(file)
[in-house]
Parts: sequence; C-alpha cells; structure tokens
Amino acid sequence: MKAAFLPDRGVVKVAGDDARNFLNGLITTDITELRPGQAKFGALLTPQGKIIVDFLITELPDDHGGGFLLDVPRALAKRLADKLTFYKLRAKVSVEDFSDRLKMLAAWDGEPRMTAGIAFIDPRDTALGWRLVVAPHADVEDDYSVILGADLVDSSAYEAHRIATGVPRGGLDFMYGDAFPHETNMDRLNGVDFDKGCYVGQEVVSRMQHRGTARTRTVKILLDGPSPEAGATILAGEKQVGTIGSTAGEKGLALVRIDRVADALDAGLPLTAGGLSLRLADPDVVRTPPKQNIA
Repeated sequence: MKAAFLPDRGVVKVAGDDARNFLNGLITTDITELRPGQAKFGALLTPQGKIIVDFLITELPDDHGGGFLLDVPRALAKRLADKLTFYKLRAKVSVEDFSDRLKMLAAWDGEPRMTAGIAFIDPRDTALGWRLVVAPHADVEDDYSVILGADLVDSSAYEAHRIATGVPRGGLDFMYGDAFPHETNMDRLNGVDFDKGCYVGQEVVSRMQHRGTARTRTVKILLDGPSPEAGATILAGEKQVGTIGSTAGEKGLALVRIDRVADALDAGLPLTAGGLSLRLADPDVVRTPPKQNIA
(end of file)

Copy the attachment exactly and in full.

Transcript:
[in-house]
Parts: sequence; C-alpha cells; structure tokens
Amino acid sequence: MKAAFLPDRGVVKVAGDDARNFLNGLITTDITELRPGQAKFGALLTPQGKIIVDFLITELPDDHGGGFLLDVPRALAKRLADKLTFYKLRAKVSVEDFSDRLKMLAAWDGEPRMTAGIAFIDPRDTALGWRLVVAPHADVEDDYSVILGADLVDSSAYEAHRIATGVPRGGLDFMYGDAFPHETNMDRLNGVDFDKGCYVGQEVVSRMQHRGTARTRTVKILLDGPSPEAGATILAGEKQVGTIGSTAGEKGLALVRIDRVADALDAGLPLTAGGLSLRLADPDVVRTPPKQNIA
Repeated sequence: MKAAFLPDRGVVKVAGDDARNFLNGLITTDITELRPGQAKFGALLTPQGKIIVDFLITELPDDHGGGFLLDVPRALAKRLADKLTFYKLRAKVSVEDFSDRLKMLAAWDGEPRMTAGIAFIDPRDTALGWRLVVAPHADVEDDYSVILGADLVDSSAYEAHRIATGVPRGGLDFMYGDAFPHETNMDRLNGVDFDKGCYVGQEVVSRMQHRGTARTRTVKILLDGPSPEAGATILAGEKQVGTIGSTAGEKGLALVRIDRVADALDAGLPLTAGGLSLRLADPDVVRTPPKQNIA